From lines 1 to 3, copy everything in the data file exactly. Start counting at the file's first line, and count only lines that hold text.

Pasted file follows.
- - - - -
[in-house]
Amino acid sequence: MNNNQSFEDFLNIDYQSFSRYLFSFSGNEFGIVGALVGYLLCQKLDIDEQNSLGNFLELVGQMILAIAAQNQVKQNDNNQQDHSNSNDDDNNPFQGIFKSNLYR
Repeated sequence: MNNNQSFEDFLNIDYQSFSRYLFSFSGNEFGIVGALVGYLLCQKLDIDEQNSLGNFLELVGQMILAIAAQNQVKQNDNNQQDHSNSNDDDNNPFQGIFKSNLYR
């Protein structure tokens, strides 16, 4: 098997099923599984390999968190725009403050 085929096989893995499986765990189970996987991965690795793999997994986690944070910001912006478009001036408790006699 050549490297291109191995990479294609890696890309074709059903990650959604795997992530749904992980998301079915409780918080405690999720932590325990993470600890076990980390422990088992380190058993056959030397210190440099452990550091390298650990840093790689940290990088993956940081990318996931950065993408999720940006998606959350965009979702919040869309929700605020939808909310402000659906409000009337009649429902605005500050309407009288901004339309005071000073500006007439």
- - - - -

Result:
[in-house]
Amino acid sequence: MNNNQSFEDFLNIDYQSFSRYLFSFSGNEFGIVGALVGYLLCQKLDIDEQNSLGNFLELVGQMILAIAAQNQVKQNDNNQQDHSNSNDDDNNPFQGIFKSNLYR
Repeated sequence: MNNNQSFEDFLNIDYQSFSRYLFSFSGNEFGIVGALVGYLLCQKLDIDEQNSLGNFLELVGQMILAIAAQNQVKQNDNNQQDHSNSNDDDNNPFQGIFKSNLYR